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Section Hiking the Cape Wrath Trail

Section Hiking the Cape Wrath Trail

The Cape Wrath Trail is considered the hardest trail in the United Kingdom because it passes through one of the wildest, most rugged and remote sections of the Scottish Highlands. Technically, the Cape Wrath Trail is more of a route than a trail, and while there are some guidebooks, maps, and GPX files you can download to obtain one of the standard routes most people take, you can hike from one end to the other any way you choose.

I’d planned to hike the Cape Wrath Trail in 2018, but personal conflicts prevented it. I decided I would try to go this year instead. But I decided to do hike it as a section hike, rather than a thru-hike, breaking the route into two halves. I have some unfinished “business” in Scotland and want to hike a few side trips along the way.

Backpacking in Scotland

I adore Scotland. I love the landscape, the light, the people, and the feeling of freedom when I walk in the mountains there. I first fell in love with Scotland in the early 1980s when lived in Edinburgh and discovered my true self, stripped bare of the cultural, materialistic, and social trappings of being an American in the United States. Living in a foreign country is a good way to see what you’re like in an entirely new context or no context, which is how it feels when you arrive.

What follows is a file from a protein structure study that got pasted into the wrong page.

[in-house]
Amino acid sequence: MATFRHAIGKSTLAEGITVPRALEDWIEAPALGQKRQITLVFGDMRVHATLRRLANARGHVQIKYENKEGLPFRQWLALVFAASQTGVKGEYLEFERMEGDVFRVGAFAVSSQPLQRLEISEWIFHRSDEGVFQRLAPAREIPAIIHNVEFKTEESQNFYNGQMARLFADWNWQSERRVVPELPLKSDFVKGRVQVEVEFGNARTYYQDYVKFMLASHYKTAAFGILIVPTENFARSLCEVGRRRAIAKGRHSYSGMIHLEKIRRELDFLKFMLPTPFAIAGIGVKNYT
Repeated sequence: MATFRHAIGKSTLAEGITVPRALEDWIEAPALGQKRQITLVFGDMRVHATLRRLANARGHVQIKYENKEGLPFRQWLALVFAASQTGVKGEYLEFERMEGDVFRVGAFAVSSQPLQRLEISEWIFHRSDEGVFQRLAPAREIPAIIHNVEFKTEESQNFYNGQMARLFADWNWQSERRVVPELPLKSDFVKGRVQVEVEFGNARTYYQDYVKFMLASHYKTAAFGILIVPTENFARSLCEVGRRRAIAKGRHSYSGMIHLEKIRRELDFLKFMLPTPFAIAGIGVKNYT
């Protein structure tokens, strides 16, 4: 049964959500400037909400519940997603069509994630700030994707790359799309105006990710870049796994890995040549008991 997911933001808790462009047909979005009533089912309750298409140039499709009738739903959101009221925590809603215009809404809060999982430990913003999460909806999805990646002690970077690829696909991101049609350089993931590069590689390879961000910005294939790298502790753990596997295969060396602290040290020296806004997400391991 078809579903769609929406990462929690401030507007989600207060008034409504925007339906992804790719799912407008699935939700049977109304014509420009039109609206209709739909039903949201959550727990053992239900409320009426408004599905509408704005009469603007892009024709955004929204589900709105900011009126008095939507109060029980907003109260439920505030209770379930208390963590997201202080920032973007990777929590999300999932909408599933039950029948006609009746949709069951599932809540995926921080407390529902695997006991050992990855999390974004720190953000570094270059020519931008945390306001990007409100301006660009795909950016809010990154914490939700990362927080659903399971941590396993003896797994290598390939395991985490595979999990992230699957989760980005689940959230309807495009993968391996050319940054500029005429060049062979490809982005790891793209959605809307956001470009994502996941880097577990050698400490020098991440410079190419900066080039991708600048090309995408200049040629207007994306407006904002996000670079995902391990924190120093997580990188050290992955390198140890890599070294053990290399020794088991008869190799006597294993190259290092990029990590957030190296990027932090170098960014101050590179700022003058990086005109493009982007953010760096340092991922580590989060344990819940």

Looking toward the Five Sisters of Kintail from Sgurr a' Gharg Gharaidh, Grid Square NG9115
Looking toward the Five Sisters of Kintail from Sgurr a’ Gharg Gharaidh, Grid Square NG9115

While there are a lot of things that are special about hiking in Scotland, the thing I like best is the demands it makes on your navigation skills. You have to be skilled with map and compass (a fall-back GPS helps) to find your way over mountain passes and in the mist. While there is signage if you stick to well-known paths, hikers are allowed, by a right of way law, to camp on or cross private property in Scotland without prior permission. There’s also a lot of big empty landscape up north which makes cross-country routes of your own design possible. So if you have a hankering for hiking across vast and lonely mountainous expanses, Scotland is a remarkably accessible place to go.